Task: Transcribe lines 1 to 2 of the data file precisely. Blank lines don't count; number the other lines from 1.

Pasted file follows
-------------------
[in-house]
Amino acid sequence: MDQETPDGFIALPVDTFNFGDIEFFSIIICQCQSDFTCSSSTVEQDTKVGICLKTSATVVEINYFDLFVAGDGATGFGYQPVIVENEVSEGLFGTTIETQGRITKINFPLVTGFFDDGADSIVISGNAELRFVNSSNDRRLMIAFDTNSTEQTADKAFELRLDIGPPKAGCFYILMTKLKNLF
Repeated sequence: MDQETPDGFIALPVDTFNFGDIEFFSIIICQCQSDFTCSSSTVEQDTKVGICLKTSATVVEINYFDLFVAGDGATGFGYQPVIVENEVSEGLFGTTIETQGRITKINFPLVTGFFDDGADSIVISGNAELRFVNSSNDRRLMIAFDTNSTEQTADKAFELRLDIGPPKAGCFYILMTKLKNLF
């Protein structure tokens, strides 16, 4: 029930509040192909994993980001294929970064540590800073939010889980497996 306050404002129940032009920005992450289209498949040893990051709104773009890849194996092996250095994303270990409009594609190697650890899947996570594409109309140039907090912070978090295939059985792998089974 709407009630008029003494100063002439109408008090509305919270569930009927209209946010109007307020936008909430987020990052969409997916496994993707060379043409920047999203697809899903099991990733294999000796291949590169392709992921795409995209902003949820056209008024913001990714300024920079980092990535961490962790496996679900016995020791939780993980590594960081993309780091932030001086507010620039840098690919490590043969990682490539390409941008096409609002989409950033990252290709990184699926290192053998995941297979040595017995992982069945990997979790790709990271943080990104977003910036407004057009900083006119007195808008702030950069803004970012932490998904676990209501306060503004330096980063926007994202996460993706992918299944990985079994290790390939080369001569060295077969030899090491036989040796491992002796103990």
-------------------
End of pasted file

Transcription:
[in-house]
Amino acid sequence: MDQETPDGFIALPVDTFNFGDIEFFSIIICQCQSDFTCSSSTVEQDTKVGICLKTSATVVEINYFDLFVAGDGATGFGYQPVIVENEVSEGLFGTTIETQGRITKINFPLVTGFFDDGADSIVISGNAELRFVNSSNDRRLMIAFDTNSTEQTADKAFELRLDIGPPKAGCFYILMTKLKNLF